Getting on the property ladder might just be the biggest financial hurdle you’ll ever face. And with most lenders requiring an upfront payment of at least 10% (and up to 40%) of the property price, saving up for a deposit can be enough to defeat even the thriftiest among us. Recent stats suggest that, even with a 10% deposit.
Let’s do the maths: the. If you were required to pay 10% of that upfront, you’d need to have £22,700 in the bank. Saving up that amount of money, unless you inherit it from a generous relative or by some miracle win the lottery, is no mean feat. And if you’re trying to buy in London, where , well, you might as well in a bid to save up.
But, (and here’s the good news you’ve been waiting for) buying your first home with a smaller-than-average deposit isn’t impossible! In fact, it’s becoming increasingly popular for lenders to offer up the option as more and more young people face reduced purchasing power.
So how does a low-deposit mortgage work?
Before the financial crisis hit in 2008, banks and lenders would happily offer first-time buyers 100% mortgages. That’s right: the chance to get on the property ladder without a penny by way of deposit. But the uncertainty and risk meant they quickly put a stop to this, and started actually reviewing buyers’ affordability before handing them cash on a plate.
A decade on, and banks have done a 360. No, they’re not all offering up 100% mortgages again (). But they have decided that they’re keen to give first-time buyers the chance to own a home, which is why they’re offering mortgages for smaller deposits. So you could find a mortgage with a deposit of just 5% of the property price.
Which lenders offer mortgages with smaller deposits?
Here are some of the banks and lenders currently offering low-deposit mortgages:
- Lloyds Bank -
- HSBC -
- Santander -
- Aldermore -
- NatWest -
- Nationwide - and
- Monmouthshire Building Society -
- The Cambridge Building Society -
- Marsden Building Society -
- Hanley Building Society -
What are the risks?
As with everything that sounds too good to be true, there’s usually a catch.
You could be offered poor rates
Generally, the smaller your deposit, the worse the rate you’ll be offered on a mortgage. This is because the lender has to to give away more money, which makes you a riskier borrower. So putting down a deposit of, say, 5% means you could still get a perfectly decent mortgage, but you might be offered a higher fixed term interest rate due to your LTV (loan to value) being higher.
Having said that, the size of your deposit isn’t the only thing a lender will look at when you apply for a mortgage. Other factors, like your credit score, contribute to what you’re offered, as a lender will want to know you can keep up with repayments. So it’s really important to check your credit score before you apply. (If you haven’t already done this,or to ClearScore to see your score for free!)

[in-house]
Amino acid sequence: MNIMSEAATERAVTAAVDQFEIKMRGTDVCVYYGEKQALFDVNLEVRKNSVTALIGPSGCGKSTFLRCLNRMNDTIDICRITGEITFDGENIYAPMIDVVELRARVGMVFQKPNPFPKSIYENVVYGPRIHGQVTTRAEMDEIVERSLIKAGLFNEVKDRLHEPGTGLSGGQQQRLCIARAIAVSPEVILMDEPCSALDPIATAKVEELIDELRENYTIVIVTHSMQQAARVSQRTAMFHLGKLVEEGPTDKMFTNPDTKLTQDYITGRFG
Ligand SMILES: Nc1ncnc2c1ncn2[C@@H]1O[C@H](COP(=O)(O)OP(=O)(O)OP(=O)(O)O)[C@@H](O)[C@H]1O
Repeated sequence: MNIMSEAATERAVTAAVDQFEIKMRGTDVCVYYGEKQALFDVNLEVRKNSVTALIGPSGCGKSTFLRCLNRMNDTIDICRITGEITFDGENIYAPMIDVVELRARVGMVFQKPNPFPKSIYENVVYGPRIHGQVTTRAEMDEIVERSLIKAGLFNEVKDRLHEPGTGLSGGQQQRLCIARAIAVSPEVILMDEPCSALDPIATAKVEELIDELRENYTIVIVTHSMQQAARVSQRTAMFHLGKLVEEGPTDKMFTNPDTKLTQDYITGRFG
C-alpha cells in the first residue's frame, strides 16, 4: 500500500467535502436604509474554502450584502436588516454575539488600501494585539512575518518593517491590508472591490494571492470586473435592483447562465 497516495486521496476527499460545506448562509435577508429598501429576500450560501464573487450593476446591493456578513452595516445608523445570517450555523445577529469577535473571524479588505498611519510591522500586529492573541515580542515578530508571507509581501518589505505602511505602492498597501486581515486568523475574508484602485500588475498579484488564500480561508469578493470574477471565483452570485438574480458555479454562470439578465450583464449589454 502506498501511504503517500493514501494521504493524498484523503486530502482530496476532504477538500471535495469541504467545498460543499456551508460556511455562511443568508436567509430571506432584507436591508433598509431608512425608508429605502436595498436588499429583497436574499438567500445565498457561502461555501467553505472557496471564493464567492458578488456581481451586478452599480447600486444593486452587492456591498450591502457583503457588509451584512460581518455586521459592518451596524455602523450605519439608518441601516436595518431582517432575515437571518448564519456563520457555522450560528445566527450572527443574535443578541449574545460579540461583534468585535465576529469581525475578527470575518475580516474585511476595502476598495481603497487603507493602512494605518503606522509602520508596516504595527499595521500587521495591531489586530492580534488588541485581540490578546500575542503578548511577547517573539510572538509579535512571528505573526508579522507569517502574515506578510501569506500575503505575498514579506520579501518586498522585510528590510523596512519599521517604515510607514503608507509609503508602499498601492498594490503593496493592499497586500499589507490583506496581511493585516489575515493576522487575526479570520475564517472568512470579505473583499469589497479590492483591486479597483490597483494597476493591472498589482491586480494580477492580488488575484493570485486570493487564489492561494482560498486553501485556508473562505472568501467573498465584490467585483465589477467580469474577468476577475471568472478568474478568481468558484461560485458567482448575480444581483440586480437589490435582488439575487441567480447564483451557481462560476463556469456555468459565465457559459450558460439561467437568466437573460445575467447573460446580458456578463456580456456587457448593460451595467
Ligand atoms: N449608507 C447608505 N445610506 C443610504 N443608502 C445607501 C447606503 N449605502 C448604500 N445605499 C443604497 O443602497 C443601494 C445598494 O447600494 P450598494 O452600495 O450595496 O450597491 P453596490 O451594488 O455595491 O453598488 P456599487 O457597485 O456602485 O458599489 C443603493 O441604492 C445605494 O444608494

If it’s looking good, fantastic - this could boost your chances of being accepted. If your score could use some TLC, now’s your chance to improve it. Find out, or try our .
Watch out for the fees
Just because you’re paying a smaller deposit doesn’t mean you’re exempt from paying fees. You might be asked to pay a Mortgage Indemnity Guarantee (MIG) fee by the lender if you have a small deposit. This is usually only the case if your loan to value ratio (LTV) is more than 75%, i.e. if you’re borrowing more than 75% of the value of your home. It’s an insurance policy that protects the lender in case you default on your repayments, and they often pass down the charge to you. The cost varies by lender, but it’s roughly charged at 6-8% of the amount you’re looking to borrow. The MIG might be charged as a one-off payment, or it could be added to your mortgage advance.
This is on top of the other fees that tend to accompany a mortgage, like stamp duty and legal fees. We’ve made a list of theto make sure your wallet’s prepared before taking the plunge.
Your house price might fall
This is a risk with any type of mortgage, but particularly so if you’re buying with a smaller deposit. If your house price drops after you’ve bought it, you could end up owing the lender more than you initially borrowed. This is called ‘negative equity’. It’s a risk because it means you may not be able to move house unless it’s to a much cheaper place, or you could end up having to pay the difference between your new house price and your existing mortgage to your lender in order to move.
Is a low-deposit mortgage right for you?
Only you - and the lender - can answer this one. Before you make any decisions, make sure you’ve carefully weighed up the pros and cons of buying a home with a small deposit. Buying a property is a huge financial commitment, so you want to be sure you’re using your hard-earned money wisely. Plus, you’ll probably want to stay in the home you buy for a few years, as moving house comes at a cost.
There are plenty of alternatives to low-deposit mortgages if you’d like to get on the property ladder but don’t think you can afford to. Government schemes like, and are all worth considering before you make a decision.
Lastly, remember that lenders will do an affordability test when you apply for any type of mortgage. They’ll look at factors such as your income and your outgoings, as well as, so it’s not just the size of your deposit that could pose a problem.
Buying a home is incredibly exciting, and fortunately there are several options out there for first-time buyers. So we suggest you do your research and make sure you’re getting the best deal for your circumstances before pouncing on what might seem like an unmissable deal. If you’re unsure about where to start, you can get. Happy house hunting!